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The Australian Rainfall Problem – Why Drought Will Intensify

Discussion: During the past week a welcome surprise was observed in southeast Queensland and northeast New South Wales as 1-2 in. of rain was reported (Fig. 1). Near 1 in. of rain occurred in far southwest Western Australia and the south coast of South Australia. However, the rainfall deficits since April 1 remain severe away from the southeast and far west coast of the continent (Fig. 2).

The explanation for the dry climate is rooted primarily in the presence of warmer-than-normal sea surface temperature anomalies (SSTA) in the central tropical Pacific and central subtropical South Pacific (Fig. 3). In these regions the tendency for convective rainfall persists leaving Australia in the subsidence region west of the heavy rainfall tendency. Not helping is the borderline positive phase of the Indian Ocean Dipole whereas SSTA west and northwest of Australia are cooler than normal. The cooler0than-normal source region for Australian storm track moisture is limiting rainfall.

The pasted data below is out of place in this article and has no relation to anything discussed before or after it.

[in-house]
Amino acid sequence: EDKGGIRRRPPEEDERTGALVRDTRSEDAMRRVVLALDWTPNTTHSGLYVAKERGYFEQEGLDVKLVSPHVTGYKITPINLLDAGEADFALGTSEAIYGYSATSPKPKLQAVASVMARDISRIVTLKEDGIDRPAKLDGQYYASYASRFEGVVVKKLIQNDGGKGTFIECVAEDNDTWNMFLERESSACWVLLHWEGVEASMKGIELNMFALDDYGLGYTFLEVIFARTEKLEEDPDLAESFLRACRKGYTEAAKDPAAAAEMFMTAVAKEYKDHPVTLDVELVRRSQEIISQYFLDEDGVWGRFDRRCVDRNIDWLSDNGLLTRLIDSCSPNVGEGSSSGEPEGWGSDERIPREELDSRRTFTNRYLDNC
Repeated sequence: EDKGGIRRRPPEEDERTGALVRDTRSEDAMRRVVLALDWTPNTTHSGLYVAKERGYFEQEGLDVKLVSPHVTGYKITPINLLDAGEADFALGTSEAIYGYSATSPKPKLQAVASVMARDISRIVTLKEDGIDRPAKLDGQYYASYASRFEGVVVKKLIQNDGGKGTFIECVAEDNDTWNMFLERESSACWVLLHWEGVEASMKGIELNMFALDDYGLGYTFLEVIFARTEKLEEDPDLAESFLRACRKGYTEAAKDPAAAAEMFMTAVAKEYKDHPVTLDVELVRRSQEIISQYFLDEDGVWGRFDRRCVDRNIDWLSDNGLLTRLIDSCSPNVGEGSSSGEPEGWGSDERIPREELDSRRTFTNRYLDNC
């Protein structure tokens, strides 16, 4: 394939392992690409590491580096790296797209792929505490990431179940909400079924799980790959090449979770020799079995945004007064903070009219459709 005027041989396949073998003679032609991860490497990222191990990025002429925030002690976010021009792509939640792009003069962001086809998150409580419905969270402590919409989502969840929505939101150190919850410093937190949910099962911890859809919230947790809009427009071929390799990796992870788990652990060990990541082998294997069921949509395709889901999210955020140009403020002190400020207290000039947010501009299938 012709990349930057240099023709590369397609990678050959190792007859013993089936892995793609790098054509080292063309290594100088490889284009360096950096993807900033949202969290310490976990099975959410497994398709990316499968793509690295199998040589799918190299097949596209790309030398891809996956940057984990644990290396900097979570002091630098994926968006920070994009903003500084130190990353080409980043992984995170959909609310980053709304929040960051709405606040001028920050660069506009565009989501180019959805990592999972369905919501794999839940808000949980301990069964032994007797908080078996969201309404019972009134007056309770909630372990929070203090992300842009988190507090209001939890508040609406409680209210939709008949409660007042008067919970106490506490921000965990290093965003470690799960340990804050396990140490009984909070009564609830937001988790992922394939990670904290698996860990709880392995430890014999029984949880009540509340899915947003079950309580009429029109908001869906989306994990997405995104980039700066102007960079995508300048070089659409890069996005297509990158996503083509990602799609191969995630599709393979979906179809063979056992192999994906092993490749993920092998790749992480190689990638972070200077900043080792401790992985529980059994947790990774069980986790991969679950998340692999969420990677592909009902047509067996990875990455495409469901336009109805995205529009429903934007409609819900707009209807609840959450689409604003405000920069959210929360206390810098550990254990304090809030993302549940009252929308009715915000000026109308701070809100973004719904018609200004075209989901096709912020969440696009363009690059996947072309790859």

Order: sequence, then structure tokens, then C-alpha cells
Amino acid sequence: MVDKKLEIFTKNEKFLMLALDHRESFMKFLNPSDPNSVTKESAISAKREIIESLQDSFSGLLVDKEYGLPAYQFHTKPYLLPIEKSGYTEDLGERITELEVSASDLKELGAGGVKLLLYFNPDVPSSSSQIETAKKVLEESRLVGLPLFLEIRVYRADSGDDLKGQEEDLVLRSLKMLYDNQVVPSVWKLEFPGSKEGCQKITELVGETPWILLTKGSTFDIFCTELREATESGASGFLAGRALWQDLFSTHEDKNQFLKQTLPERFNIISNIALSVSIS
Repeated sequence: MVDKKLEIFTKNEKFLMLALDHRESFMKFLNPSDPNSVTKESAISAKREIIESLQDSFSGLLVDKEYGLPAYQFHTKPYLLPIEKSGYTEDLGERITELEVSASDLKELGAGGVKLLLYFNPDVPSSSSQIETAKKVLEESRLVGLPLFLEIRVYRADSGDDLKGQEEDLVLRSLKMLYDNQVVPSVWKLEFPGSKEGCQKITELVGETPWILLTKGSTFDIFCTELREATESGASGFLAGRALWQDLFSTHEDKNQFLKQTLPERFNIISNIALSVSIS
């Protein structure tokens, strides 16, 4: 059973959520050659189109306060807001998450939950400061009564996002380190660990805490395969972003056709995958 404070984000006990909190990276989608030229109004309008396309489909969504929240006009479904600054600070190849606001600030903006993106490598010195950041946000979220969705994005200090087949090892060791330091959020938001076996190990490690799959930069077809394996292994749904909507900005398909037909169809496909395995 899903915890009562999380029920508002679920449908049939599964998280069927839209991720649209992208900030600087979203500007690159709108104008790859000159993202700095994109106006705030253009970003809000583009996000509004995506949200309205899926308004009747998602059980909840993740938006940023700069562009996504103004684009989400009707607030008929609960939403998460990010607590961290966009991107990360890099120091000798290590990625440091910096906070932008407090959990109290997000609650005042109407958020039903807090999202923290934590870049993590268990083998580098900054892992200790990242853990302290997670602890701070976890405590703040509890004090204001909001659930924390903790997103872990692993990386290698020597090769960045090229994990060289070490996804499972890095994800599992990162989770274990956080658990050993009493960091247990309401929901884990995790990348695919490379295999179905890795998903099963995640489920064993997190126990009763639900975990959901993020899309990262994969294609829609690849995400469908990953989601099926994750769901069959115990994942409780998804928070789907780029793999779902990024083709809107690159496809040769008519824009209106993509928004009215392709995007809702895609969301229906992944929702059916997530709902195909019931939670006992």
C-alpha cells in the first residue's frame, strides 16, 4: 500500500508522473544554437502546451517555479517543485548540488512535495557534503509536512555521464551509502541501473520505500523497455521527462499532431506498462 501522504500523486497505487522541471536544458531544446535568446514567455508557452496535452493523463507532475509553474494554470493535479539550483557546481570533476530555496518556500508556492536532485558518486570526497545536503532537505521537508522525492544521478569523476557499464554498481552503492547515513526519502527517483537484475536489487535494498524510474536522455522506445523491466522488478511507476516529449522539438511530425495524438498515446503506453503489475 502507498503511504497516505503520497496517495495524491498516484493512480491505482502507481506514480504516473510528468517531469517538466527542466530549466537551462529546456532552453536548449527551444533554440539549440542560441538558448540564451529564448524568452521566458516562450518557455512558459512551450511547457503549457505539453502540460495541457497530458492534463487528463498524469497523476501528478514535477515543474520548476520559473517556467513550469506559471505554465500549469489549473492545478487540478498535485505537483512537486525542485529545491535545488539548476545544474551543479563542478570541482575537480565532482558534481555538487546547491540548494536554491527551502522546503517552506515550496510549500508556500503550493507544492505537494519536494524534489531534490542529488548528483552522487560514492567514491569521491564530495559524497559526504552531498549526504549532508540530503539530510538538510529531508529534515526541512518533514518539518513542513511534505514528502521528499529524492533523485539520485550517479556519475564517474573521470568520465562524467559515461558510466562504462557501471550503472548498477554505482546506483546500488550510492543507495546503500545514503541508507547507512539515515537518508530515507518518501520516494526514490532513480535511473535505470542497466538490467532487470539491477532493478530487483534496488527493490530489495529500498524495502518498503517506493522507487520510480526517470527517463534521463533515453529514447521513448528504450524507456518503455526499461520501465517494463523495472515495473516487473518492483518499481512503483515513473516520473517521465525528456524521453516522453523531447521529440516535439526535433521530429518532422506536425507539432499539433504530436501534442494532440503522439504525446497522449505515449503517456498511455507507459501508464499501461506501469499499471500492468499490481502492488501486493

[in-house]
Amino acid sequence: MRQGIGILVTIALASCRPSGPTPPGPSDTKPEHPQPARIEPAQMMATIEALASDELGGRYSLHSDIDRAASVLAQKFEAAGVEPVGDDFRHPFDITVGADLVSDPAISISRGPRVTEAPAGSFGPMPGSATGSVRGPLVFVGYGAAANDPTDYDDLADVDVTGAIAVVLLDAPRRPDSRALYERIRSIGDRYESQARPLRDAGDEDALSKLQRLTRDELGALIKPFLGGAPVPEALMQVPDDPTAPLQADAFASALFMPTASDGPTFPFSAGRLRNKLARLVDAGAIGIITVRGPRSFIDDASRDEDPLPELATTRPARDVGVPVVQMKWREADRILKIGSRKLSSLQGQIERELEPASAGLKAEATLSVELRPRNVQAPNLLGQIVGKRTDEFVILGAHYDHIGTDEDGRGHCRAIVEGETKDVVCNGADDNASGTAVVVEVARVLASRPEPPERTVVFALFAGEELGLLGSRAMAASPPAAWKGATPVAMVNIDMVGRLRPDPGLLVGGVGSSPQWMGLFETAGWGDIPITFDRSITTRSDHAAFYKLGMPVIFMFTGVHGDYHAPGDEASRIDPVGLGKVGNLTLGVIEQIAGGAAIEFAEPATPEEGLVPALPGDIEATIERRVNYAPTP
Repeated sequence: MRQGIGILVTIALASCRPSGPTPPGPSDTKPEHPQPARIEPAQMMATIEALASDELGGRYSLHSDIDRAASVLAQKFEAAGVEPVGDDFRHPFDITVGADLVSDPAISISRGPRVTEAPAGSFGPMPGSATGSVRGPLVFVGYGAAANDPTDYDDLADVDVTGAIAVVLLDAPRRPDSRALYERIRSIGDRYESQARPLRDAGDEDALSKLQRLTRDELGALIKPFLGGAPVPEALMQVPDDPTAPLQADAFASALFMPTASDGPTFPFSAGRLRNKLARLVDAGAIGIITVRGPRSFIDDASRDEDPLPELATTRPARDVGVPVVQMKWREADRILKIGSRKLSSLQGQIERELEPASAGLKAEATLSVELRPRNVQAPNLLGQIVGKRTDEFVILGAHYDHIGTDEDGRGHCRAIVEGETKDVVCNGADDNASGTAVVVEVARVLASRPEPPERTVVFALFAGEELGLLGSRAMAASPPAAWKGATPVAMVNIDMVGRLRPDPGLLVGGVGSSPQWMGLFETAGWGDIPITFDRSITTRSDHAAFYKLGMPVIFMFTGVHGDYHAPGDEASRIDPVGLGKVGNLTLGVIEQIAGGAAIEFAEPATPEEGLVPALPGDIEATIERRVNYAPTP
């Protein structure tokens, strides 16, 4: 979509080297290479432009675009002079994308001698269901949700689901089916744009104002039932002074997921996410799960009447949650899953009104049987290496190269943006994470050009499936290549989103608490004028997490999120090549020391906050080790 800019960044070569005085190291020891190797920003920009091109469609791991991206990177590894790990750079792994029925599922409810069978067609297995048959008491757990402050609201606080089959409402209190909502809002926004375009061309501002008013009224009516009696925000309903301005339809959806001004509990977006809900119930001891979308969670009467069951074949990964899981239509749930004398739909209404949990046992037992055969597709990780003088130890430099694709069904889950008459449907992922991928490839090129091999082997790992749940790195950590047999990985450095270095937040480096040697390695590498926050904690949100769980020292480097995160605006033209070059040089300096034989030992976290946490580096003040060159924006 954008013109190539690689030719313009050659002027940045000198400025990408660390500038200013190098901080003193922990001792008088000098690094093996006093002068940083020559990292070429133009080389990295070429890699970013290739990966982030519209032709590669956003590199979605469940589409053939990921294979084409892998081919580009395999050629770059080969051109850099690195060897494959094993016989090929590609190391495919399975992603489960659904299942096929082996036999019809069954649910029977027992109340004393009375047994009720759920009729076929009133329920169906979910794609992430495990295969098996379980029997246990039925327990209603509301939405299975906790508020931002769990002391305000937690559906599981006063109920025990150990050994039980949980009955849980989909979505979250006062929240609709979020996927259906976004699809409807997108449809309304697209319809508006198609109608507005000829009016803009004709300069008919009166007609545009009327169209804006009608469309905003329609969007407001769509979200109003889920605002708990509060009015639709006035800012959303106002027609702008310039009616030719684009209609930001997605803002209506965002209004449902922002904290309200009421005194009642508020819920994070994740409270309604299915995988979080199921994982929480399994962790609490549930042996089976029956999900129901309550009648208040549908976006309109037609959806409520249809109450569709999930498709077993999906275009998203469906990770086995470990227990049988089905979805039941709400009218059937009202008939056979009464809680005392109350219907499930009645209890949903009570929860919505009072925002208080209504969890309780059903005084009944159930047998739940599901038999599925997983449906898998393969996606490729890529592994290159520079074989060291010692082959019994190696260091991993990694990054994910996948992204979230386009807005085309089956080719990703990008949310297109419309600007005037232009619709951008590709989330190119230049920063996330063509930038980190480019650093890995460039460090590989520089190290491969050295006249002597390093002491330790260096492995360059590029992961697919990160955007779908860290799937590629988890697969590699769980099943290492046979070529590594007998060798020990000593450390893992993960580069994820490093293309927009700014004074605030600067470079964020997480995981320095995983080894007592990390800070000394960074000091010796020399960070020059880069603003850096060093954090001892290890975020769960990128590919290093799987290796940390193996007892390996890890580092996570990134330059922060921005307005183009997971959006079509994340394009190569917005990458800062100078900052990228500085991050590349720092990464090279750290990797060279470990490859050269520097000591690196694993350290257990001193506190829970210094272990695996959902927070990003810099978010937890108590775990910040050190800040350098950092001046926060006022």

The ECMWF SEP/OCT/NOV 2018 global rainfall anomaly forecast identifies the Australian rainfall problem continuing. The heavy rains follow the warm SSTA pattern in the central/east-central Pacific tropics and subtropics leaving Australia to the west in the dry subsidence zone (Fig. 4). There is risk of this set-up continuing through Australian summer which would cause acceleration of anomalous heat (Fig. 5) further worsening the drought condition.

Fig. 1: During the past week beneficial (1-2 in.) rainfall has occurred in parts of northeast New South Wales and southeast Queensland.

Fig. 2: Rainfall deficits since April 1 identify the cause of the profound Australian drought.

Fig. 3: The SSTA regime across the tropical/subtropical Pacific Ocean helps to explain the dry climate pattern affecting Australia.

Fig. 4: The ECMWF global anomalous rainfall outlook indicates Australia is drier than normal.

Fig. 5: Current temperature probability forecast for Australia during DEC/JAN/FEB 2018-19 by the International Research Institute for Climate and Society.